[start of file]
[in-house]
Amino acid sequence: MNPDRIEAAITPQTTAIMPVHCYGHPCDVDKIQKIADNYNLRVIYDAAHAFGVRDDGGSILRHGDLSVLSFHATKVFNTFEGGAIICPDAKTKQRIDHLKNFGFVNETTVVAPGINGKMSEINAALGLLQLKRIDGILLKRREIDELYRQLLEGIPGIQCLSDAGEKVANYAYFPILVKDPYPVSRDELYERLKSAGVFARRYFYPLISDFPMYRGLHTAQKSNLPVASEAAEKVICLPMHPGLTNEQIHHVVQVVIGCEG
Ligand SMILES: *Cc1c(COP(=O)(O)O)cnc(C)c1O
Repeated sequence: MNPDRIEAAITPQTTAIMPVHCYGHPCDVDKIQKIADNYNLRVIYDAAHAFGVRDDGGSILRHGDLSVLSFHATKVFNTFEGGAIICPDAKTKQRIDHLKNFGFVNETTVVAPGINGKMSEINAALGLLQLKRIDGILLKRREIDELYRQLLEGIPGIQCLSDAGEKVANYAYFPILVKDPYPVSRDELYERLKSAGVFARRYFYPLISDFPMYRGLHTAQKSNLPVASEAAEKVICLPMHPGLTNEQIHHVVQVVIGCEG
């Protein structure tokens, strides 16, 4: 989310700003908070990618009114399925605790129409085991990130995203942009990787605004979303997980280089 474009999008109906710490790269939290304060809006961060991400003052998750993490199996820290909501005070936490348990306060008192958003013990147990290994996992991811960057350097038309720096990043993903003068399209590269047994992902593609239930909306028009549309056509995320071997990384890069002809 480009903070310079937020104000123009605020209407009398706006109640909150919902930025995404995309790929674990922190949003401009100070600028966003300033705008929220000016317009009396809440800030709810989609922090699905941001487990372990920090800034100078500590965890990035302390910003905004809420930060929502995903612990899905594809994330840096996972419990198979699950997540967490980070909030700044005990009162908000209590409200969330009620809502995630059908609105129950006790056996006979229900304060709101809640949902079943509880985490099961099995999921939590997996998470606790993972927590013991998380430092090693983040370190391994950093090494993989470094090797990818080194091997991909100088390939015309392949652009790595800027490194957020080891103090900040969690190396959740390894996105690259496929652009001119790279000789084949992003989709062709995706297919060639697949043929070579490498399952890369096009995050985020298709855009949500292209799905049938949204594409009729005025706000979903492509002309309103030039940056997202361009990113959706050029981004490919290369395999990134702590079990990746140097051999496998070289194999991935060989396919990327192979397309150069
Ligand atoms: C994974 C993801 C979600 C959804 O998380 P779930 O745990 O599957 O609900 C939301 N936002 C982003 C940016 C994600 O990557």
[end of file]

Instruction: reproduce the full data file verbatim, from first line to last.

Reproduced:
[in-house]
Amino acid sequence: MNPDRIEAAITPQTTAIMPVHCYGHPCDVDKIQKIADNYNLRVIYDAAHAFGVRDDGGSILRHGDLSVLSFHATKVFNTFEGGAIICPDAKTKQRIDHLKNFGFVNETTVVAPGINGKMSEINAALGLLQLKRIDGILLKRREIDELYRQLLEGIPGIQCLSDAGEKVANYAYFPILVKDPYPVSRDELYERLKSAGVFARRYFYPLISDFPMYRGLHTAQKSNLPVASEAAEKVICLPMHPGLTNEQIHHVVQVVIGCEG
Ligand SMILES: *Cc1c(COP(=O)(O)O)cnc(C)c1O
Repeated sequence: MNPDRIEAAITPQTTAIMPVHCYGHPCDVDKIQKIADNYNLRVIYDAAHAFGVRDDGGSILRHGDLSVLSFHATKVFNTFEGGAIICPDAKTKQRIDHLKNFGFVNETTVVAPGINGKMSEINAALGLLQLKRIDGILLKRREIDELYRQLLEGIPGIQCLSDAGEKVANYAYFPILVKDPYPVSRDELYERLKSAGVFARRYFYPLISDFPMYRGLHTAQKSNLPVASEAAEKVICLPMHPGLTNEQIHHVVQVVIGCEG
């Protein structure tokens, strides 16, 4: 989310700003908070990618009114399925605790129409085991990130995203942009990787605004979303997980280089 474009999008109906710490790269939290304060809006961060991400003052998750993490199996820290909501005070936490348990306060008192958003013990147990290994996992991811960057350097038309720096990043993903003068399209590269047994992902593609239930909306028009549309056509995320071997990384890069002809 480009903070310079937020104000123009605020209407009398706006109640909150919902930025995404995309790929674990922190949003401009100070600028966003300033705008929220000016317009009396809440800030709810989609922090699905941001487990372990920090800034100078500590965890990035302390910003905004809420930060929502995903612990899905594809994330840096996972419990198979699950997540967490980070909030700044005990009162908000209590409200969330009620809502995630059908609105129950006790056996006979229900304060709101809640949902079943509880985490099961099995999921939590997996998470606790993972927590013991998380430092090693983040370190391994950093090494993989470094090797990818080194091997991909100088390939015309392949652009790595800027490194957020080891103090900040969690190396959740390894996105690259496929652009001119790279000789084949992003989709062709995706297919060639697949043929070579490498399952890369096009995050985020298709855009949500292209799905049938949204594409009729005025706000979903492509002309309103030039940056997202361009990113959706050029981004490919290369395999990134702590079990990746140097051999496998070289194999991935060989396919990327192979397309150069
Ligand atoms: C994974 C993801 C979600 C959804 O998380 P779930 O745990 O599957 O609900 C939301 N936002 C982003 C940016 C994600 O990557």